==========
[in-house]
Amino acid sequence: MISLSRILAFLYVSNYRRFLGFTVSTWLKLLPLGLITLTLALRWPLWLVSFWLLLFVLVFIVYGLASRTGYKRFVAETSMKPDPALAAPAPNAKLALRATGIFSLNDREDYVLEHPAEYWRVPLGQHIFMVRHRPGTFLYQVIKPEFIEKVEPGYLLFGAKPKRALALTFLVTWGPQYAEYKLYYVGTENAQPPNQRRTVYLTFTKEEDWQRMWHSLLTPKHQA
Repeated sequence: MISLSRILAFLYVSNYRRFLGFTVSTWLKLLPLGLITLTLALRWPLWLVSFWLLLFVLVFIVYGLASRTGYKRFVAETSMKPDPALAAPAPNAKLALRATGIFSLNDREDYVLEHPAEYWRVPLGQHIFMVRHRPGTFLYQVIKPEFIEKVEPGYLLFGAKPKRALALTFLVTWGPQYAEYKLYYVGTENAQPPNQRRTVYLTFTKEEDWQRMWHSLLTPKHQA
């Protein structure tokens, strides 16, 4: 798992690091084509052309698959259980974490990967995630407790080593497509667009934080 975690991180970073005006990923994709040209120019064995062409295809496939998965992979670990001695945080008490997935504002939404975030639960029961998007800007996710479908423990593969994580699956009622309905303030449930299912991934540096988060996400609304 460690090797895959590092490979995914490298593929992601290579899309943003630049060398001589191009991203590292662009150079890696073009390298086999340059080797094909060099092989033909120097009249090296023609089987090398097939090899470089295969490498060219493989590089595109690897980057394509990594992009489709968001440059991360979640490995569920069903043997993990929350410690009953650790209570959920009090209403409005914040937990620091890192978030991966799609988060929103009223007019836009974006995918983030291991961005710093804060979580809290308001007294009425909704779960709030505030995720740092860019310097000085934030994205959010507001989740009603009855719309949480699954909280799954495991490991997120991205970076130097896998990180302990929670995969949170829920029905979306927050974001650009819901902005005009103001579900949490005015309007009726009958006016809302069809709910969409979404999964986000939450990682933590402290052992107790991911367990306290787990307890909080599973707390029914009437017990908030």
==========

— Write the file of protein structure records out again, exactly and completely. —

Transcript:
[in-house]
Amino acid sequence: MISLSRILAFLYVSNYRRFLGFTVSTWLKLLPLGLITLTLALRWPLWLVSFWLLLFVLVFIVYGLASRTGYKRFVAETSMKPDPALAAPAPNAKLALRATGIFSLNDREDYVLEHPAEYWRVPLGQHIFMVRHRPGTFLYQVIKPEFIEKVEPGYLLFGAKPKRALALTFLVTWGPQYAEYKLYYVGTENAQPPNQRRTVYLTFTKEEDWQRMWHSLLTPKHQA
Repeated sequence: MISLSRILAFLYVSNYRRFLGFTVSTWLKLLPLGLITLTLALRWPLWLVSFWLLLFVLVFIVYGLASRTGYKRFVAETSMKPDPALAAPAPNAKLALRATGIFSLNDREDYVLEHPAEYWRVPLGQHIFMVRHRPGTFLYQVIKPEFIEKVEPGYLLFGAKPKRALALTFLVTWGPQYAEYKLYYVGTENAQPPNQRRTVYLTFTKEEDWQRMWHSLLTPKHQA
């Protein structure tokens, strides 16, 4: 798992690091084509052309698959259980974490990967995630407790080593497509667009934080 975690991180970073005006990923994709040209120019064995062409295809496939998965992979670990001695945080008490997935504002939404975030639960029961998007800007996710479908423990593969994580699956009622309905303030449930299912991934540096988060996400609304 460690090797895959590092490979995914490298593929992601290579899309943003630049060398001589191009991203590292662009150079890696073009390298086999340059080797094909060099092989033909120097009249090296023609089987090398097939090899470089295969490498060219493989590089595109690897980057394509990594992009489709968001440059991360979640490995569920069903043997993990929350410690009953650790209570959920009090209403409005914040937990620091890192978030991966799609988060929103009223007019836009974006995918983030291991961005710093804060979580809290308001007294009425909704779960709030505030995720740092860019310097000085934030994205959010507001989740009603009855719309949480699954909280799954495991490991997120991205970076130097896998990180302990929670995969949170829920029905979306927050974001650009819901902005005009103001579900949490005015309007009726009958006016809302069809709910969409979404999964986000939450990682933590402290052992107790991911367990306290787990307890909080599973707390029914009437017990908030």